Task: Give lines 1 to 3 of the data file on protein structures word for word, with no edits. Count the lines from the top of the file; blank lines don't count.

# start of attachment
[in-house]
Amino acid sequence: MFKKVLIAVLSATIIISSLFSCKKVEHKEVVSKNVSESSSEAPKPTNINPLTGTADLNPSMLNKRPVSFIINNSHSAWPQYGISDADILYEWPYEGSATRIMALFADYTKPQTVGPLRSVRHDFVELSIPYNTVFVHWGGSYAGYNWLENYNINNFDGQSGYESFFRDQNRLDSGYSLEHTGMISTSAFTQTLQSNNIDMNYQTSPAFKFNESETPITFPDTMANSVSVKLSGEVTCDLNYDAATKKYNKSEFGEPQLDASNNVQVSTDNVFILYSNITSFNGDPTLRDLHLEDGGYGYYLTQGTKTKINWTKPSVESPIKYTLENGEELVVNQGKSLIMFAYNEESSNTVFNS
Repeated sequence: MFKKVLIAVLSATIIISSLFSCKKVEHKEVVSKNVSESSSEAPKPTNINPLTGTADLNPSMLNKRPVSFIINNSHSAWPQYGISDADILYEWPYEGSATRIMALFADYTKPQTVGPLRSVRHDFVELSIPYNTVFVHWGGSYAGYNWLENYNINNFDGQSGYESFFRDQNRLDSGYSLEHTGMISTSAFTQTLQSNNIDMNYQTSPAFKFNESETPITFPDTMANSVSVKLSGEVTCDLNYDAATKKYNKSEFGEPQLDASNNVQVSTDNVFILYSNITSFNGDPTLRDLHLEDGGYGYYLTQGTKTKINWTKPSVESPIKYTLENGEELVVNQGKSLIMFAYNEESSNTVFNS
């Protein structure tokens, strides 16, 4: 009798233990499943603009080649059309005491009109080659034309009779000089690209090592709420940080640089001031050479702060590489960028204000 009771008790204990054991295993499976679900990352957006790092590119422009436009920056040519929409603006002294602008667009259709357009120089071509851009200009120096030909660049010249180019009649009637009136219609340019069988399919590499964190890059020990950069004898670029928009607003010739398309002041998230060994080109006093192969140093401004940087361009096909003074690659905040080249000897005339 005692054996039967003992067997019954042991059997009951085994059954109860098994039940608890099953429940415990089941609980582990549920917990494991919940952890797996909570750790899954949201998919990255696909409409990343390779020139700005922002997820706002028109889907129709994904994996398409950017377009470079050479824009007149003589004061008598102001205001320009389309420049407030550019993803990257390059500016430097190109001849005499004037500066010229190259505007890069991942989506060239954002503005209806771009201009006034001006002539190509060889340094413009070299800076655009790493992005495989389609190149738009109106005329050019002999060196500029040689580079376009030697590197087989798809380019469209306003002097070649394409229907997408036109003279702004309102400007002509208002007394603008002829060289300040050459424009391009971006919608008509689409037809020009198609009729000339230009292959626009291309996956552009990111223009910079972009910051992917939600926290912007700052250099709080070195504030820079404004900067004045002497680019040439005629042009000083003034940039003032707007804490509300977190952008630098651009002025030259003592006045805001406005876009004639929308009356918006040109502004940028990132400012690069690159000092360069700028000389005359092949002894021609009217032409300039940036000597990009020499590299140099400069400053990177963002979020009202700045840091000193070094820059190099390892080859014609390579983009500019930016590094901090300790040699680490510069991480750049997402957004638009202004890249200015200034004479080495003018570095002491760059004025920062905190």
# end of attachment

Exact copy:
[in-house]
Amino acid sequence: MFKKVLIAVLSATIIISSLFSCKKVEHKEVVSKNVSESSSEAPKPTNINPLTGTADLNPSMLNKRPVSFIINNSHSAWPQYGISDADILYEWPYEGSATRIMALFADYTKPQTVGPLRSVRHDFVELSIPYNTVFVHWGGSYAGYNWLENYNINNFDGQSGYESFFRDQNRLDSGYSLEHTGMISTSAFTQTLQSNNIDMNYQTSPAFKFNESETPITFPDTMANSVSVKLSGEVTCDLNYDAATKKYNKSEFGEPQLDASNNVQVSTDNVFILYSNITSFNGDPTLRDLHLEDGGYGYYLTQGTKTKINWTKPSVESPIKYTLENGEELVVNQGKSLIMFAYNEESSNTVFNS
Repeated sequence: MFKKVLIAVLSATIIISSLFSCKKVEHKEVVSKNVSESSSEAPKPTNINPLTGTADLNPSMLNKRPVSFIINNSHSAWPQYGISDADILYEWPYEGSATRIMALFADYTKPQTVGPLRSVRHDFVELSIPYNTVFVHWGGSYAGYNWLENYNINNFDGQSGYESFFRDQNRLDSGYSLEHTGMISTSAFTQTLQSNNIDMNYQTSPAFKFNESETPITFPDTMANSVSVKLSGEVTCDLNYDAATKKYNKSEFGEPQLDASNNVQVSTDNVFILYSNITSFNGDPTLRDLHLEDGGYGYYLTQGTKTKINWTKPSVESPIKYTLENGEELVVNQGKSLIMFAYNEESSNTVFNS